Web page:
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Raw deal: The Canadian resource economy -- Part 2

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In Failing grades: The Canadian resource economy -- Part 1 I embarked on an exploration of Canada's resource economy. My motivation was the publication of The nine habits of highly effective resource economies: Lessons for Canada. Issued by the Canadian International Council (CIC) and written by Madeline Drohan, the Canadian correspondent for The Economist, it is a detailed inquiry into where Canada should go if we wish to make intelligent use of the natural assets with which our country is endowed.

The first important determinant of a wise resource economy strategy involves saving the windfall profits in sovereign wealth funds, not only to avoid the pitfalls of the "resource curse" and the attendant Dutch Disease it brings on its coattails, but also to build a multi-generational nest egg for the future when non-renewable resources run out. Salting away royalties in a stability fund can also insulate against the vicissitudes of commodity price fluctuations. On this measure, the policies of provincial governments and the Harper Conservatives clearly warrant a failing grade. In Part 2, I examine Habit # 2: Don't stand still. Add, extract, and build value.

We return again to the "hewers of wood and drawers of water". Natural resources are the sine qua non building blocks of any economy. Subsequent economic layers -- manufacturing, processing, sales, service, professional, knowledge -- all either add value to the base layer or exist in association with it. Wood must be hewn and water drawn, but they become useful economic entities when employed for larger purposes. Raw materials should be the starting point for an economic chain, not simply the endpoint 

Adding value involves transforming raw materials (using forest products as an example) from raw logs to furniture, cabinetry, construction materials, paper, and musical instruments. In a more general sense, value can be added to forests by developing an understanding that they are more than pulp and lumber on the hoof, but managed sustainably can be the source of products like maple syrup, cork, nuts, pharmacological products, recreation, and tourism. Thus one can manage forests for reasons other than simply cutting them down.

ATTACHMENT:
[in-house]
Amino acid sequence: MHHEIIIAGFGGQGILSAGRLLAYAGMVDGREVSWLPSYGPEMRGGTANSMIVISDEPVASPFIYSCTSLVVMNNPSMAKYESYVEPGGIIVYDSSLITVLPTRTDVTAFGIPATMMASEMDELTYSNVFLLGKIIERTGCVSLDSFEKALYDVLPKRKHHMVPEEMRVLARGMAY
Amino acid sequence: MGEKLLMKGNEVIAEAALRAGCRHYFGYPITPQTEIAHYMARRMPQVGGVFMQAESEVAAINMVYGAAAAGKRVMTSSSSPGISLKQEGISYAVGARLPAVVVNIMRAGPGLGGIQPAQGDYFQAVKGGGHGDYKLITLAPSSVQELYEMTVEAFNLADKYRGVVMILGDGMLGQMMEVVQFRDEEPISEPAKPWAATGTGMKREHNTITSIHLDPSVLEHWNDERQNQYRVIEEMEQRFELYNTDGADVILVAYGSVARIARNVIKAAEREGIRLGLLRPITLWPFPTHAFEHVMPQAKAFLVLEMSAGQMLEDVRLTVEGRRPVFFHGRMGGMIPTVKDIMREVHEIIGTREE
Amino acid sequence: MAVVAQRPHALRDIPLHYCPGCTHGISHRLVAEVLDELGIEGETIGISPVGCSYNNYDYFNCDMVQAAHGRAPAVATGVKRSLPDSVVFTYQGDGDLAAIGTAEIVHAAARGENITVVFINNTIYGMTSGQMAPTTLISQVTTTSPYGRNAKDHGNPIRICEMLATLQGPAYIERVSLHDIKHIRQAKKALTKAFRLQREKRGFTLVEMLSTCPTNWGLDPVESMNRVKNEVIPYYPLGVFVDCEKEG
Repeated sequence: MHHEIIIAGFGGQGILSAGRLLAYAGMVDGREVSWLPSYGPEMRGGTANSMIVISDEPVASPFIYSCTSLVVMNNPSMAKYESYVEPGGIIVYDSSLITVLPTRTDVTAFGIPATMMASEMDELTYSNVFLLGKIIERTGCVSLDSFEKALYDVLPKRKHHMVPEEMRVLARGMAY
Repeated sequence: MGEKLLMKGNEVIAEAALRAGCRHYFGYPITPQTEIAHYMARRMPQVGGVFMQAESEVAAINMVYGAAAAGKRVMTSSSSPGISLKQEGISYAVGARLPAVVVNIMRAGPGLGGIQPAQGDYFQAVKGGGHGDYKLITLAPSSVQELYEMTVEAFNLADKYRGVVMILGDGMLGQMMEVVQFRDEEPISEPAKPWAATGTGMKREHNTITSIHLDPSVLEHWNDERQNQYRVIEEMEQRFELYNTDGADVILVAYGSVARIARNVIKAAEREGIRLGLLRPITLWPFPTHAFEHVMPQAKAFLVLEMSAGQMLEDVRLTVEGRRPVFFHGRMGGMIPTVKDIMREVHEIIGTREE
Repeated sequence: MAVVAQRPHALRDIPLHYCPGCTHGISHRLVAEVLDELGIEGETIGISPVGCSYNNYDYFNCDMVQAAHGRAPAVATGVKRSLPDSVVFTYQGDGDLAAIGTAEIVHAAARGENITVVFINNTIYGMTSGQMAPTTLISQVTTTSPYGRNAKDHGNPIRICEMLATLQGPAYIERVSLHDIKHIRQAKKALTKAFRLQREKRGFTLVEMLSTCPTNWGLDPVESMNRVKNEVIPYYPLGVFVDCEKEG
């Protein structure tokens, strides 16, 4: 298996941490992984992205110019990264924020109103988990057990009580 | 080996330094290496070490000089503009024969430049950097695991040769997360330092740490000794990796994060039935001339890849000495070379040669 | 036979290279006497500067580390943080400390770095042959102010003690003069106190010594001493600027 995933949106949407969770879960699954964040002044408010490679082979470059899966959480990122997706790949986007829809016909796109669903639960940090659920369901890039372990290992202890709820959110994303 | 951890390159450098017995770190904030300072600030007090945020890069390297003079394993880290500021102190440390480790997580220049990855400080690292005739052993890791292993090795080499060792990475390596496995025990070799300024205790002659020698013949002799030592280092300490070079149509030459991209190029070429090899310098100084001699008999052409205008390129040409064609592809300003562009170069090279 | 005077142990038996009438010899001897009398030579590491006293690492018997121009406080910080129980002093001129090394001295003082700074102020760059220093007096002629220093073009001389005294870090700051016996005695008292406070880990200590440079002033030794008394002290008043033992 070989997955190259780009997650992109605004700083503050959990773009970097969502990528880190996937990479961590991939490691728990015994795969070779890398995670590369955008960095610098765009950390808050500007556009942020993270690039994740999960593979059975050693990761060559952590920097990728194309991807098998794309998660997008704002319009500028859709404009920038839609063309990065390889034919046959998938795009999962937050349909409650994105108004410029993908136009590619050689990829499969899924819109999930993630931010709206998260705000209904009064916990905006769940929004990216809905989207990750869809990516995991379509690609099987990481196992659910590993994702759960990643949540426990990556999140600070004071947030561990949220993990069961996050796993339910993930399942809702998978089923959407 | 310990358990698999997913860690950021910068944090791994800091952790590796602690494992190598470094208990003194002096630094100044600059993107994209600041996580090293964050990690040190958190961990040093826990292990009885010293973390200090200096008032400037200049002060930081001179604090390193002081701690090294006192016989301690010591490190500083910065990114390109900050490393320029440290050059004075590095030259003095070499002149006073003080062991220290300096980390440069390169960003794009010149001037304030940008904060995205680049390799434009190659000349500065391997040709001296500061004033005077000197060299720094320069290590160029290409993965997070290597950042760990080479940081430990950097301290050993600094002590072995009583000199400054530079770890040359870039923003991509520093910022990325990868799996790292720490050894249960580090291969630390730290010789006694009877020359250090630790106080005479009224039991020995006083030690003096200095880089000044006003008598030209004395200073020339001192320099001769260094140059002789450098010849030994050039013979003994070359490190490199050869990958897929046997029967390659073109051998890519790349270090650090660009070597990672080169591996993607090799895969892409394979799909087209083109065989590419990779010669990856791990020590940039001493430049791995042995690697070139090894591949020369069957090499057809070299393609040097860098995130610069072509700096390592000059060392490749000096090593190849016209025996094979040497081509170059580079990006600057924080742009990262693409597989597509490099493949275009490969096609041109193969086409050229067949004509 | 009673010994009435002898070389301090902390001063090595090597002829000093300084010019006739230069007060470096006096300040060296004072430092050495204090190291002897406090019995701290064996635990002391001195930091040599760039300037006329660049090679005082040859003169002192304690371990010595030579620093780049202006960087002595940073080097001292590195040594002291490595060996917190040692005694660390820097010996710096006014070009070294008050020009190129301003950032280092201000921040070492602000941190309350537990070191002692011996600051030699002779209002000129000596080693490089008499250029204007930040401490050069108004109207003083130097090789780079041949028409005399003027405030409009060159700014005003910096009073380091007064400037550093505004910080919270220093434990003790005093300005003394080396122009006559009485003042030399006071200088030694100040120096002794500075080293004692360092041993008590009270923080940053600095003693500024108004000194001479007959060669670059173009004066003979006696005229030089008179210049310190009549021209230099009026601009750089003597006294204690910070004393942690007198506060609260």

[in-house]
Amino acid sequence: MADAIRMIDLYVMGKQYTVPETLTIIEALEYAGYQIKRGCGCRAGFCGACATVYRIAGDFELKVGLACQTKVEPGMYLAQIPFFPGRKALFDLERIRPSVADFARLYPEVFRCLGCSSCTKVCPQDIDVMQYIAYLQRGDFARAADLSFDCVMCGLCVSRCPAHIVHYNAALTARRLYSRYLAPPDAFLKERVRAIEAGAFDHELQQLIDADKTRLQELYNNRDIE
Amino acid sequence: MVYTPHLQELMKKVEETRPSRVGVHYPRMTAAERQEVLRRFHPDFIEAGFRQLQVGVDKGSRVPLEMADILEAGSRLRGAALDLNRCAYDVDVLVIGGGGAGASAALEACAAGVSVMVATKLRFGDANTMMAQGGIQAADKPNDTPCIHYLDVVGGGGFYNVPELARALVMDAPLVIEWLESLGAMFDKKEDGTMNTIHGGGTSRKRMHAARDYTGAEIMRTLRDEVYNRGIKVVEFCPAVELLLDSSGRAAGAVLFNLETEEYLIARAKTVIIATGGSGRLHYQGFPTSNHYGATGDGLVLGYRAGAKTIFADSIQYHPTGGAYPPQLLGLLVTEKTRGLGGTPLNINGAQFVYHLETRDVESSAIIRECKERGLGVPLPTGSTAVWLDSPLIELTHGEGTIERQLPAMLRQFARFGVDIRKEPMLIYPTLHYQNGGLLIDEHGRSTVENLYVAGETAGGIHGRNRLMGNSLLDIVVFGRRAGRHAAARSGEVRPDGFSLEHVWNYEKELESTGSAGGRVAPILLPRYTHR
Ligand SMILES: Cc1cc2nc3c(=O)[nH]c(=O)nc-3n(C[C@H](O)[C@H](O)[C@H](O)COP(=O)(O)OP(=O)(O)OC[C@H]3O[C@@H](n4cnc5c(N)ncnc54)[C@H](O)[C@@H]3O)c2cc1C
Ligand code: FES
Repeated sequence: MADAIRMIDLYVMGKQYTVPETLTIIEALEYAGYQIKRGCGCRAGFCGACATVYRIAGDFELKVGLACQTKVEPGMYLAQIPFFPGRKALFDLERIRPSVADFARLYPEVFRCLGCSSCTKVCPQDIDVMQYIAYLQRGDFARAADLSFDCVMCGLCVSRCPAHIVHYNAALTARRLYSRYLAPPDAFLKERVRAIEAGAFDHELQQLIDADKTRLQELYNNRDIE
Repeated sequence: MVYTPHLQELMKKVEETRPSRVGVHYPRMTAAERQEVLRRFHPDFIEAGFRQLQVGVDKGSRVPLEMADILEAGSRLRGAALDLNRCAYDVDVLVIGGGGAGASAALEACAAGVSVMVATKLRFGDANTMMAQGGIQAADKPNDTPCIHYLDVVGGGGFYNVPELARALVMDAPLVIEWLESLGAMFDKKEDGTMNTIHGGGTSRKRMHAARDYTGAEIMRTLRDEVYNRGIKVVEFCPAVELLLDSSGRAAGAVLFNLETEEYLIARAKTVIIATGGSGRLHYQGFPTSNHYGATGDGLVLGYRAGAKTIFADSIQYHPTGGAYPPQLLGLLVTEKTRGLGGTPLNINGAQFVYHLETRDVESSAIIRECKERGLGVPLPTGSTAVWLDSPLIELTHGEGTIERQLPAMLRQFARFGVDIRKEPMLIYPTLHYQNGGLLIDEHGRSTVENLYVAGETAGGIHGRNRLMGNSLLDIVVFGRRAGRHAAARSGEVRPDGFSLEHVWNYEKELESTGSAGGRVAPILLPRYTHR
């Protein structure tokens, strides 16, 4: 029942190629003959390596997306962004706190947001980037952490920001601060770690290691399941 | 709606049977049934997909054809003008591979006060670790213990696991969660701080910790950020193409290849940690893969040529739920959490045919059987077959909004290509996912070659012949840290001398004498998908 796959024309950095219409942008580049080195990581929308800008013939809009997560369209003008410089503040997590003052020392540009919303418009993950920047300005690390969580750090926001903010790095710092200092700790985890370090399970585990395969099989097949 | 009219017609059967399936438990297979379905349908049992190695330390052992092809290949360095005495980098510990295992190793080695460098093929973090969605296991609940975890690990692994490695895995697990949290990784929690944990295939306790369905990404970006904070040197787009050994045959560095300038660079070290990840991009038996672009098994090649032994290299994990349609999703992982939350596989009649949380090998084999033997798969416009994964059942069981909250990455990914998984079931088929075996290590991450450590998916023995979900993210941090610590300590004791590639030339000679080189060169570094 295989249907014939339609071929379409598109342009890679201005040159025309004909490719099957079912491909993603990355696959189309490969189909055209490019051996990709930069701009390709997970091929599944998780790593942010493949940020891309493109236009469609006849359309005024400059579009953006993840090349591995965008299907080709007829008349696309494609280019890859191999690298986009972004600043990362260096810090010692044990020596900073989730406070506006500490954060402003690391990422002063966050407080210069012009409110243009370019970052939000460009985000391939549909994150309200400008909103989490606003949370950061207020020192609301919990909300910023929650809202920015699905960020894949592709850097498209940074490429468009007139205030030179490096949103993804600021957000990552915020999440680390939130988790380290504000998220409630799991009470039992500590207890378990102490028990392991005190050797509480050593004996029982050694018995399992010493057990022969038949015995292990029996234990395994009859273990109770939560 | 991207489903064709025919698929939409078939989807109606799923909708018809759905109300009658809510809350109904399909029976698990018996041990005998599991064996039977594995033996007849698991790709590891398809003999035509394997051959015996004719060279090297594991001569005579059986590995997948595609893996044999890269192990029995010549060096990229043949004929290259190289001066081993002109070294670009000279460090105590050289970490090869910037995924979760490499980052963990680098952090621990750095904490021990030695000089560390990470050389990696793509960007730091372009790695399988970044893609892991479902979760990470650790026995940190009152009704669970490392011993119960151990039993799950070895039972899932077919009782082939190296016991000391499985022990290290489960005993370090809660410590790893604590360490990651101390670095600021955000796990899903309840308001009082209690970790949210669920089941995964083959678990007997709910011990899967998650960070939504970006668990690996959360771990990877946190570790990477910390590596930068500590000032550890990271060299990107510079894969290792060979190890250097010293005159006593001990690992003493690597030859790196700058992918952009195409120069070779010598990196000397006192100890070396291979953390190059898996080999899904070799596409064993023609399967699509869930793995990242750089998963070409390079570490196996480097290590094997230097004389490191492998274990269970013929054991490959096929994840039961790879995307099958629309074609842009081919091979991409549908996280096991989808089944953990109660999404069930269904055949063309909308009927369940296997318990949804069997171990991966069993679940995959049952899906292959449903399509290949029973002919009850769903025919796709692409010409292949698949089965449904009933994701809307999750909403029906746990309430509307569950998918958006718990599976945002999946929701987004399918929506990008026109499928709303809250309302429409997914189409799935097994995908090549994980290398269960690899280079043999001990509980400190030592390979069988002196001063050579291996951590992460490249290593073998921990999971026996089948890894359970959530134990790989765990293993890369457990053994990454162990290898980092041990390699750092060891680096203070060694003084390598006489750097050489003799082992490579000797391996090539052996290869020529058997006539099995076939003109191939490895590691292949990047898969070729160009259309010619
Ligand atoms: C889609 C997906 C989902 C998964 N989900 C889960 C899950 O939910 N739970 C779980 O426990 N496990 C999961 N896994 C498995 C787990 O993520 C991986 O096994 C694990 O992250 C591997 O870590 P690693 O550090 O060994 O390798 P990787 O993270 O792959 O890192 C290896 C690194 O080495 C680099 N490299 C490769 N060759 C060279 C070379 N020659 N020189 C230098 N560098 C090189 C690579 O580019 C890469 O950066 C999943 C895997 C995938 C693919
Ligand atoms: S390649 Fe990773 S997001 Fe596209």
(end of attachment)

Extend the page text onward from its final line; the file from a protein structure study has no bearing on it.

Building value, in the sense used by the CIC report, involves developing technologies that are employed in all of the above activities, from harvesting machinery to forest mapping software. The training programs, whether through institutions or in a master-apprentice relationship, are also value built upon raw resources. Students (national and international) can attend institutions to learn skills, and master craftsmen can travel the world imparting their knowledge.

Extracting value ratchets technological development one notch higher through the creation of substances such as biofuels, nanocrsytalline cellulose, acetylated wood, and other high-tech products.

Similar value chains are constructed in relation to all other raw resource materials. Where these chains are not being built is Canada.

As one metric of this Drohan examines "technology exchange" [the sum of imports and exports of technology materials and services as a percentage of gross domestic product (GDP)]. Using technology exchange data compiled by the Conference Board of Canada from fifteen OECD nations, Canada sits at the bottom of the heap with a percentage of 0.3 per cent of GDP, a ranking that received a score of "D" from the Conference Board. Ireland, with a technology exchange of 27.6 per cent towers above other OECD countries, but even nations like Finland, Sweden, and Switzerland, Belgium, Austria, Germany, Norway, the United Kingdom, and the United States have levels in the single digits, a degree of magnitude better than Canada.

In case you think that our poor performance on technology exchange might be an anomaly, think again. The Conference Board of Canada has graded the country on a large variety of measures having to do with innovation. It received on "B" for the number of scientific articles published (ranking 8th out of 17 peer OECD countries), two "C's" for knowledge-intensive services (10th out of 17 OECD countries) and aerospace market share exports (a respectable 4th out of 17 OECD countries behind France, United States, and United Kingdom). In every other metric -- nine of them -- Canada received a "D", trailing the pack or near the very bottom. And in case you think this is better than it is … the Conference Board allowed everyone to pass and didn't assign any "F's" on its report cards. Otherwise Canada would certainly have been sent to the dunce's corner to repeat the semester 

Although Research and Development (R&D) undertaken by Canadian universities is ranked very high -- second only to that of Sweden -- the transfer of this R&D into business is very low. Drohan quotes Dick DeStefano of the Sudbury Area Mining Supply and Service Association who told her, "If you look at Canadian mining, it has 0.2 per cent in R&D. If you look at mining suppliers, it's something like 0.3 per cent. Compare that to any other industry in the world -- plastics, pharmaceuticals --  it's 7, 8 and 9 per cent."

The State of the Nation 2010: Canada's Science, Technology and Innovation System report noted, "Research and development performed by business in Canada is low by international standards. Furthermore, from 2007 to 2009 Canadian industry R&D declined further in both current and real dollar terms.